EAC in crackdown on illegal forex trading
Central banks and capital markets regulators have tightened rules to keep out unscrupulous dealers
East African governments have stepped up the war against and speculative foreign currency trading.
The latest effort has seen the region’s central banks and capital markets regulators tighten forex trading regulations to weed out fraudsters from the lucrative business.
It is argued that illegal forex trading stands to trigger inflation in the region and weaken local currencies, which would make imports expensive and further worsen budget deficits for regional economies.
For instance, in Tanzania, the local currency depreciated by 0.3 per cent between September and October this year and 2.2 per cent on average in the past 10 months, according to data compiled by global advisory firm Stratlink.
The Tanzanian shilling closed the month of November at 2,291.7 units against the US dollar, down from 2,281.5 units against the greenback at the beginning of the same month.
Bank of Tanzania carried out a six-month investigation into the illegal business, which revealed rampant fraud the forex market business, with several traders involved in money laundering. As a result, the banking regulator launched a crackdown on this illegal business by suspending the licensing of new forex bureaus, arresting some key suspects and barring suspect commercial banks from the interbank forex markets.
“All applications have been suspended and new applications won’t be accepted pending the introduction of new rules and regulations,” said BOT Governor Florens Luoga.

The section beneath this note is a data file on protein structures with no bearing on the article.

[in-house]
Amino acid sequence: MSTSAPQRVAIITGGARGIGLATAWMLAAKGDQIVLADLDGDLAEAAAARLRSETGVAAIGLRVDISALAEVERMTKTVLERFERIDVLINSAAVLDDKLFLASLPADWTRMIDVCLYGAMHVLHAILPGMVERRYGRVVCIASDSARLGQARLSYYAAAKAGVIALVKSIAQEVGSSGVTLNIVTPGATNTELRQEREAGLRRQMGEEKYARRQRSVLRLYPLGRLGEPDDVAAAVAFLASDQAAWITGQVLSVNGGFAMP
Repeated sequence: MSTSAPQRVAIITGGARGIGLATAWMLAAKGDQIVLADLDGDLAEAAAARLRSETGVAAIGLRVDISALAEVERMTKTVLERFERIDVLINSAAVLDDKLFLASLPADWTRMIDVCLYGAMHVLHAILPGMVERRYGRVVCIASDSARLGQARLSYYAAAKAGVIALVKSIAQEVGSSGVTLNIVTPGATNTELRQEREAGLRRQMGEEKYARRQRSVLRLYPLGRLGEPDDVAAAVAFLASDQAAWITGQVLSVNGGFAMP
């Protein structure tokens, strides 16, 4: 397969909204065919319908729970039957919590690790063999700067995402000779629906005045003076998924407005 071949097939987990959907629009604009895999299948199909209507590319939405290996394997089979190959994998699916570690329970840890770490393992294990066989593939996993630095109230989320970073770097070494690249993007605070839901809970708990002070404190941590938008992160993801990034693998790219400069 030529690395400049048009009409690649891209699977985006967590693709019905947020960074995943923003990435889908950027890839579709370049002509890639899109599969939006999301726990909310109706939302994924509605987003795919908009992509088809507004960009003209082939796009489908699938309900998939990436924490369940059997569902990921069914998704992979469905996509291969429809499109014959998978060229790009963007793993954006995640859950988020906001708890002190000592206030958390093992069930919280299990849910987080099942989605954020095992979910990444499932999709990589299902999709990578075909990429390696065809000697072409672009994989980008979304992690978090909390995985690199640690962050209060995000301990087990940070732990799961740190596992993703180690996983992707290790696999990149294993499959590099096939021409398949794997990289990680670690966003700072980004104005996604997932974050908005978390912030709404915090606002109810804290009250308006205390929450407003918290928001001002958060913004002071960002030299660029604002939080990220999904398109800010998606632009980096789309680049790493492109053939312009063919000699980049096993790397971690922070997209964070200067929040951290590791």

Tanzania used the military to seal off suspicious forex bureaus as central bank officials raided the outlets.
In Rwanda, three public agencies have joined hands to combat the growing black market forex operations in Kigali. The team comprises the National Bank of Rwanda, the police and the Local Government Ministry.
In November, Rwandan security officers arrested five unlicensed forex traders.
The Rwanda National Police has intensified operations against illegal foreign exchange dealers including non-licensed forex bureaus.
In Rwanda, the law provides that any person who sells or exchanges the national or foreign currency illegally shall be liable to a term of imprisonment of six months to two years and a fine rom Rwf200,000 ($224) to Rwf3 million ($3,358).
In Uganda, the police have been hunting down illegal forex dealers since 2015, and several suspects have been arrested and detained, according to the Bank of Uganda.
Kenya has cautioned investors to be alert of the illegal forex business after the Capital Markets Authority discovered that several dealers were operating without licences.
“The Authority will take appropriate enforcement action against any persons or entities illegally conducting online foreign exchange trade or collecting client funds in contravention of these regulatory provisions,” said CMA chief executive Paul Muthaura.
Kenya has set a fine of up to Ksh5 million ($50,000) financial and or imprisonment for a period not exceeding two years for individuals masquerading as online forex brokers, according to Capital Markets (Online Foreign Exchange Trading) Regulations, 2017 which came
Central banks in the region have raised concerns over illegal forex trading.